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Sustainable communities and heritage politics beyond nature-culture divide

Heritage development as a strategy against depopulation in Japan


The aim is to analyse the use of heritage development as a possible strategy against depopulation, by comparing how different types of heritage relate to the localcommunities. Governments often see heritage development as a means for the depopulating communities to acquire a more stable economic footing. While there is sufficient proof that especially world heritage nomination has brought an economic boost to many locations, there is also evidence that this is not necessarily a guaranteed long-term strategy. However, there is no clear understanding which heritage types function best in case of depopulation and how does depopulation influence the maintenance of heritage in the long run. The project carries out qualitative analyses of 7 heritage nominations from four different categories (cultural landscape, natural, industrialand archaeological heritage) in Japan and asks which of the four types benefits the related communities best (economically, socially,culturally), how they are impacted by depopulation and changing community structures and how do local governments envision heritage maintenance with reduced population. It is expected that the results of the study serve as reference to heritage developers in depopulating communities worldwide. The study will be carried out from the perspective of environmental humanities, using various methods and sources from macroeconomic data to stakeholder interviews,participant observation, focus groups, media and site analyses.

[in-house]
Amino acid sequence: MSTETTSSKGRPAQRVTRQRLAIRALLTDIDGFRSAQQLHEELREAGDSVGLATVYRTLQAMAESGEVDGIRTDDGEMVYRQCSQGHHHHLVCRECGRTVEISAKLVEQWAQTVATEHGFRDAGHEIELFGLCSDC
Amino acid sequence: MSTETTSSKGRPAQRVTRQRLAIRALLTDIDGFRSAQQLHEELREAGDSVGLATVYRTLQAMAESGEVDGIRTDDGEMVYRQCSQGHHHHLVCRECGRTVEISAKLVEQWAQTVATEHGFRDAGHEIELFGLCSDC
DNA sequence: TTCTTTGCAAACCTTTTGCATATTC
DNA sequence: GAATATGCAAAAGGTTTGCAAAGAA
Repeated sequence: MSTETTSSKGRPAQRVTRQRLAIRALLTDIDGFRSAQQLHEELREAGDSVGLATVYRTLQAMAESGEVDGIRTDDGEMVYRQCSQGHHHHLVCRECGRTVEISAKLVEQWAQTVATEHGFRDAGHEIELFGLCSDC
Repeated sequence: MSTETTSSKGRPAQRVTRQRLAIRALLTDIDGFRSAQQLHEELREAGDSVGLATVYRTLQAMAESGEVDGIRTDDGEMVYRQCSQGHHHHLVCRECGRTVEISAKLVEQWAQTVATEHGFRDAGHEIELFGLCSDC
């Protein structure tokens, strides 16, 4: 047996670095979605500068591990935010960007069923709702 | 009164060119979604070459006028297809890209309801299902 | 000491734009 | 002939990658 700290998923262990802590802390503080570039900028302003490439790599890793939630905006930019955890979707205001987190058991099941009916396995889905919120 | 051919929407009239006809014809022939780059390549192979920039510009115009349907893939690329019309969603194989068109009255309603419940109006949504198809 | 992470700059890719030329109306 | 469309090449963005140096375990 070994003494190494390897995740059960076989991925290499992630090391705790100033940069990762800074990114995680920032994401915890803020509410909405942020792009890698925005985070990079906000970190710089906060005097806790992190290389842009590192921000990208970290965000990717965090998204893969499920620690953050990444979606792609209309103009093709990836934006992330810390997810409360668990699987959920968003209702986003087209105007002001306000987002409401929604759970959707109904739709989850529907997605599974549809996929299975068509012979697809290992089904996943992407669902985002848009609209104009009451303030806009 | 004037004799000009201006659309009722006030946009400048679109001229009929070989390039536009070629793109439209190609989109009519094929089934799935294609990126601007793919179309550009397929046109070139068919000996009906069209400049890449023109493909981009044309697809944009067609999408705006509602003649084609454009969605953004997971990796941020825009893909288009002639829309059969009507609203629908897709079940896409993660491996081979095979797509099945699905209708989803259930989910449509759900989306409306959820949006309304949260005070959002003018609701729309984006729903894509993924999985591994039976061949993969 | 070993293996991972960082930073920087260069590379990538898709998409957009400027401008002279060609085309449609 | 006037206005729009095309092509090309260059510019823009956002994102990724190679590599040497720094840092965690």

Funding Agency: Formas

Duration: 2018-2020